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Family plan faces funding issues

The problem families plan announced yesterday by Prime Minister David Cameron has been criticised for not providing enough funding, as well as too narrow a focus on payment by results.

The 120,000 most troubled families will receive help and support from a team headed by Louise Casey, with £448m funding from Government. However, councils will have to provide 60% of the funding, and will only receive cash if they can prove that their interventions cut truancy, anti-social behaviour or addiction.

The left-leaning Institute for Public Policy Research (IPPR) think tank questioned whether the Government is defining and measuring the problem in the correct way based on current research and whether this funding should come from savings in other programmes. Additionally, they noted that savings would be accrued in different time periods, and some could not provide clear cashable results.

Matt Cavanagh, associate director at the IPPR, said: “If there is an element of payment by results, is the risk that providers will go for the families who are easiest to turn round, rather than those who are doing the most damage to society.

“There is still a big question-mark over whether the funding will be enough.”

Casey said: “This money should incentivise local authorities, people from health, police, to get a grip of what is happening locally. Part of getting a grip is putting in some money.

“We all need to show commitment and the way you do that is by putting some money on the table, and if you put money on the table, you will get savings.”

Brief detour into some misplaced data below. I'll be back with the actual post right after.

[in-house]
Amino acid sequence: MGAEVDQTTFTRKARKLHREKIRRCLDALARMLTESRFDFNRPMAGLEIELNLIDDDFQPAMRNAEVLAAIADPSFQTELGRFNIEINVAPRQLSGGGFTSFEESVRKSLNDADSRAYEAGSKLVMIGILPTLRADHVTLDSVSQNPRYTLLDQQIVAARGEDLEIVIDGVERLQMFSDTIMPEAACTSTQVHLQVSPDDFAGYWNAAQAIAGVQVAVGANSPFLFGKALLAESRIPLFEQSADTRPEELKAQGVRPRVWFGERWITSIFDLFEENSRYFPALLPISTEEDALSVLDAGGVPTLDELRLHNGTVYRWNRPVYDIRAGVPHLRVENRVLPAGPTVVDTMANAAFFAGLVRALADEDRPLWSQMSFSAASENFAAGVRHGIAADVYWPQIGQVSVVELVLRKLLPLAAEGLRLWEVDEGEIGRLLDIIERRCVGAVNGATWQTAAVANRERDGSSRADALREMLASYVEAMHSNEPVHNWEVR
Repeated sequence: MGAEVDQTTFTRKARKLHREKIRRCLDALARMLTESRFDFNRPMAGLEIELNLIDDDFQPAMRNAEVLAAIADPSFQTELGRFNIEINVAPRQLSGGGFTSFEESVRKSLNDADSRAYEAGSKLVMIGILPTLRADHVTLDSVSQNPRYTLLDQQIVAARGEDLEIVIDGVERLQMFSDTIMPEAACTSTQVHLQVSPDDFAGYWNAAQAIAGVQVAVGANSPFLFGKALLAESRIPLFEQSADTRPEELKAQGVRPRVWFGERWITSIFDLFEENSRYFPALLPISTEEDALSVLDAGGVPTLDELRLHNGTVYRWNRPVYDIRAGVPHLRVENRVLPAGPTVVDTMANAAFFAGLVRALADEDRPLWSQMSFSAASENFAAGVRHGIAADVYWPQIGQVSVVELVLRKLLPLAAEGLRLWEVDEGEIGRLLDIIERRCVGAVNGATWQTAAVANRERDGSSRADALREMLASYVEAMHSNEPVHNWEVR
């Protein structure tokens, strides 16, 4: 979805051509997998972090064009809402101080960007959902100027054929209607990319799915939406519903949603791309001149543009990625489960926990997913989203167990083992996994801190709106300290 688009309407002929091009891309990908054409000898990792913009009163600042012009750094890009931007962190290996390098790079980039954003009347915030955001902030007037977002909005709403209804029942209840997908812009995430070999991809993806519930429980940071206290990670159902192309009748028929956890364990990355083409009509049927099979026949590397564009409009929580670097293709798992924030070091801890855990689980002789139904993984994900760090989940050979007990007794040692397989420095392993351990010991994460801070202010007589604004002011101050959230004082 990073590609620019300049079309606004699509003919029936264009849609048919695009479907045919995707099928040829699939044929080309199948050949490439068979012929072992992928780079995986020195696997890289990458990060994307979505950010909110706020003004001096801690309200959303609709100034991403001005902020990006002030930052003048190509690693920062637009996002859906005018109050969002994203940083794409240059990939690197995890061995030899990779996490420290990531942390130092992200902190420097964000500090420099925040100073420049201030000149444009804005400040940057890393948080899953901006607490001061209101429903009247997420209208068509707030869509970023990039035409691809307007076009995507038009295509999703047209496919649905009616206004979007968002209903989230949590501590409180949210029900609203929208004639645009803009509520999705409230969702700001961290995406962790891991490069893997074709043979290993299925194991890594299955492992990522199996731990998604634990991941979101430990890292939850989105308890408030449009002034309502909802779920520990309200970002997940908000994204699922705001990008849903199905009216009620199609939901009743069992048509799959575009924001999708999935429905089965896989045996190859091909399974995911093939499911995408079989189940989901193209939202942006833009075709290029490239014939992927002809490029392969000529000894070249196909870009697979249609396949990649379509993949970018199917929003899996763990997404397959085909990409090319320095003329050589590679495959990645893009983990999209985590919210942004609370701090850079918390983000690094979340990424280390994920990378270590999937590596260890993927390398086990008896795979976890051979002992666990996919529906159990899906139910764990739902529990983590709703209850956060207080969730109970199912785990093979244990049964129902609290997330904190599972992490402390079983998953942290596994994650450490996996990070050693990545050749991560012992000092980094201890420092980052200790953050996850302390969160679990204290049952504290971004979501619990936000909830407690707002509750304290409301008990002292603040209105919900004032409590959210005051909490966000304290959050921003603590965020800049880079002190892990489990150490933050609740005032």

Sir Merrick Cockell, chairman of the Local Government Association, welcomed the funding, but warned: “We must ensure this support gets to where it is most needed and is not tied up in endless bureaucracy and form filling.”

Enver Solomon, of the Children’s Society, said that helping troubled families would take a significant amount of time: “Turning around their lives can be a long term process that on the way involves success and failure depending a great deal on accessing good quality specialist support as well as achieving financial security.”

Rhian Beynon, of Family Action, said: “The Government’s system only works if everything is measured, because people only get paid by results. But it’s getting to be an issue. Under this scheme we have four of five things to measure to prove we are making a difference. Evaluation is getting very expensive.”

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